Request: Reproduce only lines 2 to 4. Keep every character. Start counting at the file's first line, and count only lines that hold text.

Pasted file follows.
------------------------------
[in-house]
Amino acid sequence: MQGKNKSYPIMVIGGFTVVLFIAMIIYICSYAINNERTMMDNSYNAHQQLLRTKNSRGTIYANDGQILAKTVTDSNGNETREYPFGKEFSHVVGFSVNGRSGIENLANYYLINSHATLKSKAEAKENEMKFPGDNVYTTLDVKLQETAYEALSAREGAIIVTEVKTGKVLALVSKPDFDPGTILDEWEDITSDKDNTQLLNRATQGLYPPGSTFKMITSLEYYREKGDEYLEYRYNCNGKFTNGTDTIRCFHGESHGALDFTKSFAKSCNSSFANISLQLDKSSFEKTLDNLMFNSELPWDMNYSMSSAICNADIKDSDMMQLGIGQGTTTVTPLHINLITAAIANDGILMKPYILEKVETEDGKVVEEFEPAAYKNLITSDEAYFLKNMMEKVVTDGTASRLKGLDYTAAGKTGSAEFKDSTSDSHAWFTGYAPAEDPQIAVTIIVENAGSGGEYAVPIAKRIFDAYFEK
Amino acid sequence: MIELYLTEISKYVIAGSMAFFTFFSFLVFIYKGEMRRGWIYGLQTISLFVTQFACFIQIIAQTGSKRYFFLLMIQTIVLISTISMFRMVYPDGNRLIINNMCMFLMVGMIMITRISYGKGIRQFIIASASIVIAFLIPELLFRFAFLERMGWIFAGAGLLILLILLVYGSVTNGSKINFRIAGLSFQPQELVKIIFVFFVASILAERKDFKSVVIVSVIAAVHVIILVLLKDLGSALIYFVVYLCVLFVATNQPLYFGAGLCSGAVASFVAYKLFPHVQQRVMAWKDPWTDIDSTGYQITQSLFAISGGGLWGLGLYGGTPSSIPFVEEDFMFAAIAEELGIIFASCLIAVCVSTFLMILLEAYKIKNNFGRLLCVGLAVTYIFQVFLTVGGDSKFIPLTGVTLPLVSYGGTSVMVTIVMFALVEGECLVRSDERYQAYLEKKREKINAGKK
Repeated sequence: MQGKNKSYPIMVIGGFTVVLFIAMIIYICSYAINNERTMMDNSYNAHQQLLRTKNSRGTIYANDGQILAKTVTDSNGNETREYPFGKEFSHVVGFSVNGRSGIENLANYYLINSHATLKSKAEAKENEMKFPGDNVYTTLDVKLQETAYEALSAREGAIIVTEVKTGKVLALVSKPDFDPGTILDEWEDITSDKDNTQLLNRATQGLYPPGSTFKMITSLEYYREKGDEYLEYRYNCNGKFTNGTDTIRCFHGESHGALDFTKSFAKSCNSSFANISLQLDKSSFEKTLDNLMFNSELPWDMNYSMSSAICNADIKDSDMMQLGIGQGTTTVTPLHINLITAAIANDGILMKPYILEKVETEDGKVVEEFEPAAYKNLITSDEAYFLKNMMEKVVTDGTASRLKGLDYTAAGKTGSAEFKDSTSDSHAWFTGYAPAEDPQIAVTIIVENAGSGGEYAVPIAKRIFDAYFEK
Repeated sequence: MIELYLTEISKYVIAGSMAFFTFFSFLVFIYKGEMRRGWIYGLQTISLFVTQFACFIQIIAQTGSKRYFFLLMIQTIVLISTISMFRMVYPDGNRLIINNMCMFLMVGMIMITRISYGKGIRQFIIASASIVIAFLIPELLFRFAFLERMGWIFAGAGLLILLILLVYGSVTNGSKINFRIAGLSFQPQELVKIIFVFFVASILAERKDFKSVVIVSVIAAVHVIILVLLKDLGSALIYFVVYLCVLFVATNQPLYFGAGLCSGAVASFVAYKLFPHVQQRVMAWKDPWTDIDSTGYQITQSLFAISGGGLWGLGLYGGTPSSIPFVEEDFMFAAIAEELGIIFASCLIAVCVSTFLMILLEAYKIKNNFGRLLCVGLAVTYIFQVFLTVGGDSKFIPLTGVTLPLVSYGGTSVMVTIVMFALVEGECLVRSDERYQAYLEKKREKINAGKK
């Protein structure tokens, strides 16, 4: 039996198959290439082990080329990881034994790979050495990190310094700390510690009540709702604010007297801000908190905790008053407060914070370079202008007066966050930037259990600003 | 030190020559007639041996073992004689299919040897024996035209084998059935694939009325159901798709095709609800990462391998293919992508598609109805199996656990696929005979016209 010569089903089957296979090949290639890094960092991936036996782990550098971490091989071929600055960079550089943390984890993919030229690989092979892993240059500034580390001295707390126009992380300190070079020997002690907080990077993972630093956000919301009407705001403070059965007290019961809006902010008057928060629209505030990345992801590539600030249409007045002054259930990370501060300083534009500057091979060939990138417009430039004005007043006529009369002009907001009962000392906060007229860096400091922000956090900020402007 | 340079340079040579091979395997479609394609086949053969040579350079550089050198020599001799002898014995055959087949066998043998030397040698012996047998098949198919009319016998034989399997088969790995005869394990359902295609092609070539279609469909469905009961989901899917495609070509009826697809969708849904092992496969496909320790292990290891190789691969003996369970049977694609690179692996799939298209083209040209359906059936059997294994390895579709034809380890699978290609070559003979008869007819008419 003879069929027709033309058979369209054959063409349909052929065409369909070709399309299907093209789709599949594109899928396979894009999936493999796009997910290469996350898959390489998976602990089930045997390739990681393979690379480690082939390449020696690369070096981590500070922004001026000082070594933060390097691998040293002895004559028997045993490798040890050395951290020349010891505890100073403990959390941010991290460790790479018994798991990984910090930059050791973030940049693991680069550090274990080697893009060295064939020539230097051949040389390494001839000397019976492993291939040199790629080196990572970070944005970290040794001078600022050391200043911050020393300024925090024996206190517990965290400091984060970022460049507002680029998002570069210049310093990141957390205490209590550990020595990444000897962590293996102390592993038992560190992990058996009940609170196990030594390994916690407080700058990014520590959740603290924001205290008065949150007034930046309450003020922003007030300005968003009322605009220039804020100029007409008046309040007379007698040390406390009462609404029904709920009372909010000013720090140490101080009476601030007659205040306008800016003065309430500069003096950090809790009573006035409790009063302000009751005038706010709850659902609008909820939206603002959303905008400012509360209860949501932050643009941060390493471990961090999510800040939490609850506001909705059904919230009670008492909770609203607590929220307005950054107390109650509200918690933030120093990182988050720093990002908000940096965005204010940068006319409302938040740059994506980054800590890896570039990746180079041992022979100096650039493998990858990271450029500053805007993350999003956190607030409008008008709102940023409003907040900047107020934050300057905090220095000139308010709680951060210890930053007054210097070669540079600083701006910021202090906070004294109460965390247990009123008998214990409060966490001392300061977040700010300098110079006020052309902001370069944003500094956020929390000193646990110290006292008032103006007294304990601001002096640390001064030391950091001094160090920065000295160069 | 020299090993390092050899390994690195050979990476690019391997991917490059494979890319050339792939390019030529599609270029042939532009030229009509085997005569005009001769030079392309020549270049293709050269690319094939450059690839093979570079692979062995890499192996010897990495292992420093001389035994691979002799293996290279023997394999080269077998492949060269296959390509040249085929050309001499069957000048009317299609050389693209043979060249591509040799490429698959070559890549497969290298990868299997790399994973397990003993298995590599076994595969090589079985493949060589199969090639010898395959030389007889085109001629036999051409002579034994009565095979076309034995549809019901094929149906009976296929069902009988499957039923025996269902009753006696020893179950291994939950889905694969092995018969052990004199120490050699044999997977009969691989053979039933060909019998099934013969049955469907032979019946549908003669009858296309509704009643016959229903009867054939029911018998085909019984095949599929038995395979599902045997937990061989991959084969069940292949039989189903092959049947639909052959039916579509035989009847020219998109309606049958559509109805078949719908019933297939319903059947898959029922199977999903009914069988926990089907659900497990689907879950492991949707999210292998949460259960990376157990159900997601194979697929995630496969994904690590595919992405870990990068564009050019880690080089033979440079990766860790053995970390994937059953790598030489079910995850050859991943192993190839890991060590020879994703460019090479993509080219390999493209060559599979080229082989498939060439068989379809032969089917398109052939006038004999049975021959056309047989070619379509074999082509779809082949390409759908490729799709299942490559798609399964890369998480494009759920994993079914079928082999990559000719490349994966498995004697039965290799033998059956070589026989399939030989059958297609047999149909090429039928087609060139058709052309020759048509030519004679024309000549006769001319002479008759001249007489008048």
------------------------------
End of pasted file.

Amino acid sequence: MQGKNKSYPIMVIGGFTVVLFIAMIIYICSYAINNERTMMDNSYNAHQQLLRTKNSRGTIYANDGQILAKTVTDSNGNETREYPFGKEFSHVVGFSVNGRSGIENLANYYLINSHATLKSKAEAKENEMKFPGDNVYTTLDVKLQETAYEALSAREGAIIVTEVKTGKVLALVSKPDFDPGTILDEWEDITSDKDNTQLLNRATQGLYPPGSTFKMITSLEYYREKGDEYLEYRYNCNGKFTNGTDTIRCFHGESHGALDFTKSFAKSCNSSFANISLQLDKSSFEKTLDNLMFNSELPWDMNYSMSSAICNADIKDSDMMQLGIGQGTTTVTPLHINLITAAIANDGILMKPYILEKVETEDGKVVEEFEPAAYKNLITSDEAYFLKNMMEKVVTDGTASRLKGLDYTAAGKTGSAEFKDSTSDSHAWFTGYAPAEDPQIAVTIIVENAGSGGEYAVPIAKRIFDAYFEK
Amino acid sequence: MIELYLTEISKYVIAGSMAFFTFFSFLVFIYKGEMRRGWIYGLQTISLFVTQFACFIQIIAQTGSKRYFFLLMIQTIVLISTISMFRMVYPDGNRLIINNMCMFLMVGMIMITRISYGKGIRQFIIASASIVIAFLIPELLFRFAFLERMGWIFAGAGLLILLILLVYGSVTNGSKINFRIAGLSFQPQELVKIIFVFFVASILAERKDFKSVVIVSVIAAVHVIILVLLKDLGSALIYFVVYLCVLFVATNQPLYFGAGLCSGAVASFVAYKLFPHVQQRVMAWKDPWTDIDSTGYQITQSLFAISGGGLWGLGLYGGTPSSIPFVEEDFMFAAIAEELGIIFASCLIAVCVSTFLMILLEAYKIKNNFGRLLCVGLAVTYIFQVFLTVGGDSKFIPLTGVTLPLVSYGGTSVMVTIVMFALVEGECLVRSDERYQAYLEKKREKINAGKK
Repeated sequence: MQGKNKSYPIMVIGGFTVVLFIAMIIYICSYAINNERTMMDNSYNAHQQLLRTKNSRGTIYANDGQILAKTVTDSNGNETREYPFGKEFSHVVGFSVNGRSGIENLANYYLINSHATLKSKAEAKENEMKFPGDNVYTTLDVKLQETAYEALSAREGAIIVTEVKTGKVLALVSKPDFDPGTILDEWEDITSDKDNTQLLNRATQGLYPPGSTFKMITSLEYYREKGDEYLEYRYNCNGKFTNGTDTIRCFHGESHGALDFTKSFAKSCNSSFANISLQLDKSSFEKTLDNLMFNSELPWDMNYSMSSAICNADIKDSDMMQLGIGQGTTTVTPLHINLITAAIANDGILMKPYILEKVETEDGKVVEEFEPAAYKNLITSDEAYFLKNMMEKVVTDGTASRLKGLDYTAAGKTGSAEFKDSTSDSHAWFTGYAPAEDPQIAVTIIVENAGSGGEYAVPIAKRIFDAYFEK